• [email protected]
      Inflated medical costs, caused by our reliance on third party payment, is absolutely the big problem. We are not underinsured, we are overinsured. Dr Koka's recognition of this situation is a welcome addition to the public's understanding.
    • [email protected]
      Dr. Koka is correct that the healthcare crisis is driven by the excessive and unfair prices charged for medical services. If a hospital is happy to perform an ECG for the $12 paid by Medicare, then it is unfair for a patient to be charged $1200 for that same ECG. It is tempting to address this inequity by government edict; price controls to force hospitals to charge every patient the same reasonable fee for the same service. This is how the problem of preexisting conditions was addressed by ObamaCare, which prohibits insurance companies from considering them. The problem is that nobody, no matter how smart they are, can set prices or mandate services better than the free market, in the long run. All prior attempts throughout human history to fix prices or mandate services have failed, including ObamaCare (its collapse is imminent). India is no exception, nor is Canada, where patients suffer from excessive waiting times for needed procedures. The rich in England have the option of an "upper class" private hospital system, as an alternative to the rationed care at their National Health Service. Canada's more stringent Single Payer system enforces egalitarian care, but still allows the rich to leave the country as "medical tourists", to receive timely care on a cash basis in other countries. The answer is always to provide more freedom, more transparency, more choices, more patient empowerment and more negotiation on prices. Monopolies must be smashed. The best way to accomplish all of this is to introduce free market solutions and competition, and to allow patients to purchase their own tests without the delay and hassle of an overworked doctor in the middle. A prescription for any medical item or service should allow the patient to shop around and negotiate his best deal. In the short run, the poor must be subsidized with socialist charity. In the long run, the poor should share in the prosperity created by free minds working in free markets.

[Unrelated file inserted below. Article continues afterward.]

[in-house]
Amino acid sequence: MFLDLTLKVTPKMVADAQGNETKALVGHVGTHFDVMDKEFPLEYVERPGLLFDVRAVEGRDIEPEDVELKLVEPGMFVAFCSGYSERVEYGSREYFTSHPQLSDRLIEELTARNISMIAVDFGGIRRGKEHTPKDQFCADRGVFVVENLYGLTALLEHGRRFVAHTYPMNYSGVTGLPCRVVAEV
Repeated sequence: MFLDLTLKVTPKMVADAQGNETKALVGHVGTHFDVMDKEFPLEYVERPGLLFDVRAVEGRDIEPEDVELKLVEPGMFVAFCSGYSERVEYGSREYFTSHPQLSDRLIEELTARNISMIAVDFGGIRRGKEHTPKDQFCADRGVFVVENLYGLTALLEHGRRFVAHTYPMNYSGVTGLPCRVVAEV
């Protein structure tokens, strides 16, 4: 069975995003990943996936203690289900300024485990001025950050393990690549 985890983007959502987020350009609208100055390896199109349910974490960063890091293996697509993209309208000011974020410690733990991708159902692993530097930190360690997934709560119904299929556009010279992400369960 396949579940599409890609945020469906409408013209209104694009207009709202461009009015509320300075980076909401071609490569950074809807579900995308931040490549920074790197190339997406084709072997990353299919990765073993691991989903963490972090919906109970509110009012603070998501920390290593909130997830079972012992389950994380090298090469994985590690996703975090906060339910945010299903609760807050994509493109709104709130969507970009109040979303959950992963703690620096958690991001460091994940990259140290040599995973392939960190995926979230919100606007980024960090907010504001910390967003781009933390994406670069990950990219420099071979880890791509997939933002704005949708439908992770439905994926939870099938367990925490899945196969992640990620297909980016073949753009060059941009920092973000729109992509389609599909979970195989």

• [email protected]
      I agree with you but part of the problem is frequently a patient doesn't know what a charge is going to be. An uninsured patient spends two days on a med surg floor in California. Four weeks later there is a $35,000 bill. Labs on an uninsured patient are done by his doctor to work up a rheumatologic problem. Three weeks later the patient receives a $2,000 charge from the lab. Unfortunately, in the current system the patient has no clue what the charge will be in advance of the bill. Its like a store sending you the television you like (without knowing the price) and after it sits in your home for three weeks the store sends out a $12,000 bill to you.